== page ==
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and live in a new one of their own creation. Now according to the degree, in which there is danger of any such inconveniences, we ought either to avoid intirely what causes them, or observe a due moderation in it: else our abstinence may easily do us much more hurt, than service.
And another important rule is, never to make vows, or even resolutions that we will fast so often, with such or such rigour, for any particular time to come, especially to any distant time. For it seldom or never happens that such things are of real advantage. And they have so frequently been snares and distresses, that all persons ought to be warned against them : and they who are most prone to them, ought to be most afraid of them.
But supposing we are, by nature, ever so well qualified to receive benefit from the practice of this duty: yet none will follow, unless we guard against mistakes.
Fasting consists in abstaining, wholly or in part, from our ordinary food. Abstaining, wholly, the former part of the day, is undoubtedly the natural, and should be the general method of doing this. But they, in whose case good reasons forbid it, may, by properly restraining themselves in the latter part, keep their fast to all good purposes, after they have, in common speech, broken it. Continuing a total abstinence longer than a day, can hardly ever be, and so long seldom is, either useful or safe. And though a considerable approach towards total abstinence for the whole day, if conducted prudently, may be allowed at proper intervals for some small time, when designed for self-punishment in great faults : as indeed lessening our fast into a trifle, on any occasion, public or private, would be mocking God, cheating ourselves, and giving scandal or bad example to
others *: yet when subduing irregular appetites and passions is the end in view, moderate severity, and barely, if at all, exceeding the strictness of an exact and rigorous temperance, but long continued, will be most effectual.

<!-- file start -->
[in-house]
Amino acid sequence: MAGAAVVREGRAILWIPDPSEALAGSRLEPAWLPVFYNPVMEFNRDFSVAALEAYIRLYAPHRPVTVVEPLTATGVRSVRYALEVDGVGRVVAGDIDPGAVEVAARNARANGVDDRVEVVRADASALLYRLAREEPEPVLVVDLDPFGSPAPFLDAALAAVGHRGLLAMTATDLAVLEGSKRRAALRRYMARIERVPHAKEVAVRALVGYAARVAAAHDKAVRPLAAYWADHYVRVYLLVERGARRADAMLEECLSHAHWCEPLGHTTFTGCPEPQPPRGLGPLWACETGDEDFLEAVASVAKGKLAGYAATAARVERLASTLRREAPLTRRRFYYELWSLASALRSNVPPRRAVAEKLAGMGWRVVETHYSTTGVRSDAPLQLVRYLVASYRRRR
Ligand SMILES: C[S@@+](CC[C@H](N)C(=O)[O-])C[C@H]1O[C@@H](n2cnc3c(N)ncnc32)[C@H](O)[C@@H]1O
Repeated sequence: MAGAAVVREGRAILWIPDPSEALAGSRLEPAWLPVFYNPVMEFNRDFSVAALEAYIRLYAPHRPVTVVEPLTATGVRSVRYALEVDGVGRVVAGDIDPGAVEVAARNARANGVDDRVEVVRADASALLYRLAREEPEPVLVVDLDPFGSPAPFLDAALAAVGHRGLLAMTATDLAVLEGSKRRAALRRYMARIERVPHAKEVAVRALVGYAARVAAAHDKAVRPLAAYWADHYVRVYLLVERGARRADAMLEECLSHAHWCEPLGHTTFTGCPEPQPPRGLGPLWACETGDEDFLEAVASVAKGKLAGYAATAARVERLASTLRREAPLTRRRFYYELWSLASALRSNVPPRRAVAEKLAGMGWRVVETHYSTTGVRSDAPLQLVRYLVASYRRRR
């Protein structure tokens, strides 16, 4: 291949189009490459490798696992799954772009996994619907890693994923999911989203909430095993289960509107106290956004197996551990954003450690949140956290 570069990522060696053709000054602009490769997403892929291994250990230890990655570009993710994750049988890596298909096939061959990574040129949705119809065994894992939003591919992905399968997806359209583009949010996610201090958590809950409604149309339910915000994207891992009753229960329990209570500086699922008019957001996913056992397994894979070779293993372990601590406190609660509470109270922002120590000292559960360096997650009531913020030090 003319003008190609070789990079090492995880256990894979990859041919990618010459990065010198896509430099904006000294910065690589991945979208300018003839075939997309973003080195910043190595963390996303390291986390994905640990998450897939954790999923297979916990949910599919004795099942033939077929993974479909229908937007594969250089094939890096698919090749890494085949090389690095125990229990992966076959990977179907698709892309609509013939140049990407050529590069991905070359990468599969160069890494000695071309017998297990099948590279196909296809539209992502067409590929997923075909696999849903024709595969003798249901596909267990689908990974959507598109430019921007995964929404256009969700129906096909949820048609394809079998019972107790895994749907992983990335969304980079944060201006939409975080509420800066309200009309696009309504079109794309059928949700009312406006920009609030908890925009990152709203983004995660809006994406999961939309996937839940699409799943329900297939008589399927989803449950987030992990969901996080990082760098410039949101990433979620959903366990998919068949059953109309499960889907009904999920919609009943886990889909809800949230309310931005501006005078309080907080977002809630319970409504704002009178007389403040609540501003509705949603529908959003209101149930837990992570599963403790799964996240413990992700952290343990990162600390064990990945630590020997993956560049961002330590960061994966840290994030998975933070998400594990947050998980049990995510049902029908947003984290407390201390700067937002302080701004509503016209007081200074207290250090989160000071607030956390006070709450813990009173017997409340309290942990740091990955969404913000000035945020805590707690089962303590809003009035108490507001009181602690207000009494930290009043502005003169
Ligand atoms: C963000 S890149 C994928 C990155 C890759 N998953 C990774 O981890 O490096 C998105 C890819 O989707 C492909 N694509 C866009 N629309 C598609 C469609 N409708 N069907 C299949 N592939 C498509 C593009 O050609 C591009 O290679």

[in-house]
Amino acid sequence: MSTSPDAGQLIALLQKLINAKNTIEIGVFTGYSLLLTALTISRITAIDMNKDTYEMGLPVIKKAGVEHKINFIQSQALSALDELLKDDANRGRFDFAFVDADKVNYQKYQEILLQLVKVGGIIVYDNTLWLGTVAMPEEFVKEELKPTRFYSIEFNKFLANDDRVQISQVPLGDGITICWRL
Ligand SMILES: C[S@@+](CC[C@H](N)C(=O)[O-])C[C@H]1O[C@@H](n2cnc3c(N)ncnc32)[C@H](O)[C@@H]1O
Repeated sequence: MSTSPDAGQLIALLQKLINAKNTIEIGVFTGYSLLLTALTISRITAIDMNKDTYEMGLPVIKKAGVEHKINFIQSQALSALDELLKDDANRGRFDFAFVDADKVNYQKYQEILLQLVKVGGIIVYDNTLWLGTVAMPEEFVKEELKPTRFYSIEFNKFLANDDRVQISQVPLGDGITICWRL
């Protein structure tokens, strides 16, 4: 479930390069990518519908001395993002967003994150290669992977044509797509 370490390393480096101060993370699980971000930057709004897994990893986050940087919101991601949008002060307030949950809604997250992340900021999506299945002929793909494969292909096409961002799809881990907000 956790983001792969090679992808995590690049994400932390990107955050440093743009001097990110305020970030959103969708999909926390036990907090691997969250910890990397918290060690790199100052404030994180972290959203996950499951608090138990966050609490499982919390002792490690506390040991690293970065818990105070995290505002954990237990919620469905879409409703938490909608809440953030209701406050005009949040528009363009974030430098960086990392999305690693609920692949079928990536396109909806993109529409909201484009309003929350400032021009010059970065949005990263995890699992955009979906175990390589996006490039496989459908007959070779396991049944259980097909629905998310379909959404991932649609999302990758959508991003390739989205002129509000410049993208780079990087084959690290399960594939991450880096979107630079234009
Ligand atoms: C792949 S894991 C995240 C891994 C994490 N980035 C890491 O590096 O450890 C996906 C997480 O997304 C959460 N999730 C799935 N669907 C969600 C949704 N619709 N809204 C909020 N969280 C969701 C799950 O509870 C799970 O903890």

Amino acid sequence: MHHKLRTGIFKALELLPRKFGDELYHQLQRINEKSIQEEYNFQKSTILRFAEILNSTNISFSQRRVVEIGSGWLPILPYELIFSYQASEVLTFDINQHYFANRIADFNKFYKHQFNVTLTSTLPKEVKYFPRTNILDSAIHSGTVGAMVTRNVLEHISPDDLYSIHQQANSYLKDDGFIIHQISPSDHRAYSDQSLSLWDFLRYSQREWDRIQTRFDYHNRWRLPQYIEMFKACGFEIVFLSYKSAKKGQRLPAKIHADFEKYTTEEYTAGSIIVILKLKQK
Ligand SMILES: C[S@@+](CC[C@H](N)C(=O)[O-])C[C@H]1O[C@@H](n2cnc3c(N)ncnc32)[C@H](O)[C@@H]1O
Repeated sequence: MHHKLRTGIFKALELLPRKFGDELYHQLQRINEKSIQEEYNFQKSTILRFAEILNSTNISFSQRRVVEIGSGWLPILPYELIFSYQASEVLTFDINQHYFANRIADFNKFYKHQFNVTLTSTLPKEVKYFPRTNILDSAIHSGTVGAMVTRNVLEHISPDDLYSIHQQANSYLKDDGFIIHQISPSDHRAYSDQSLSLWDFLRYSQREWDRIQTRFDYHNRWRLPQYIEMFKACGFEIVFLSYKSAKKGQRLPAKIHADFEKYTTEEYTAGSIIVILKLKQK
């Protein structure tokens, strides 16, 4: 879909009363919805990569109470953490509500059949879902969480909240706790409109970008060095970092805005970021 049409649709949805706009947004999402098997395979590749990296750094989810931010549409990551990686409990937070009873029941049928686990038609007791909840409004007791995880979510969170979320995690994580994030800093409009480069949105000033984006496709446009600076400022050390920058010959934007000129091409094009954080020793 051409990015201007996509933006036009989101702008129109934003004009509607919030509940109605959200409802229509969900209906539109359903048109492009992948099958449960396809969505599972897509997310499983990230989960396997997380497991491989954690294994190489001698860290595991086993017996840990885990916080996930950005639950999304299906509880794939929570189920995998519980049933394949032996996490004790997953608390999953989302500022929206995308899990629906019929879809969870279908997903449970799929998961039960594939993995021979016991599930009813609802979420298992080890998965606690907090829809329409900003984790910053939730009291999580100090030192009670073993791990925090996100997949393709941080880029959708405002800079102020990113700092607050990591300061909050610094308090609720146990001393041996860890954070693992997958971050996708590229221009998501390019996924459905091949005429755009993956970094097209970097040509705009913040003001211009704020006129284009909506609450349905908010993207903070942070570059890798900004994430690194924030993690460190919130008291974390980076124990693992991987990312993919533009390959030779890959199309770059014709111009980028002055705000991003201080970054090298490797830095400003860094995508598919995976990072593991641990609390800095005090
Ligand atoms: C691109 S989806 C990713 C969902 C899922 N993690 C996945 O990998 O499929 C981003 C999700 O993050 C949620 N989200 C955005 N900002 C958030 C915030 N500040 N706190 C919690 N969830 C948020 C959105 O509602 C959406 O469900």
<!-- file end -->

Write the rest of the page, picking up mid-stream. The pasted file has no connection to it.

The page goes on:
Abstaining from particular sorts of food, from fleshmeat for instance, as the strongest and most pleasing sort, if it be not hurtful, is very proper; and on public fasts especially, as being the common and most visible mark of compliance with what public authority enjoins. But still this abstinence, besides that laying a great stress upon it leads to superstition, or at least affords it countenance, may, to some persons, be no self-denial at all, but consistent with the most luxurious indulgence. There are many, to whom several sorts of fish are more delicious, than land aminals; and perhaps full as nutritive. Nay, methods have been invented, by which the palate is hardly ever so much pleased, as when it is pretended to be mortified. The true direction then concerning the fare of our fasting seasons, is that, which the example of the Prophet Daniel furnishes : In those days I ate no pleasant breadt: that is nothing contrived to gratify or provoke the appetite, but the plainest of wholesome diet. That we ought to be full as abstemious in what we drink, as what we eat, is very clear; and both are put on a level in the same passage of Daniel : Neither came flesh nor wine in my mouth. The Scripture also condemns every other needless indulgence at such times. Wherefore have we fasted, say they, and thou seest not? Behold, in the day of your fast ye find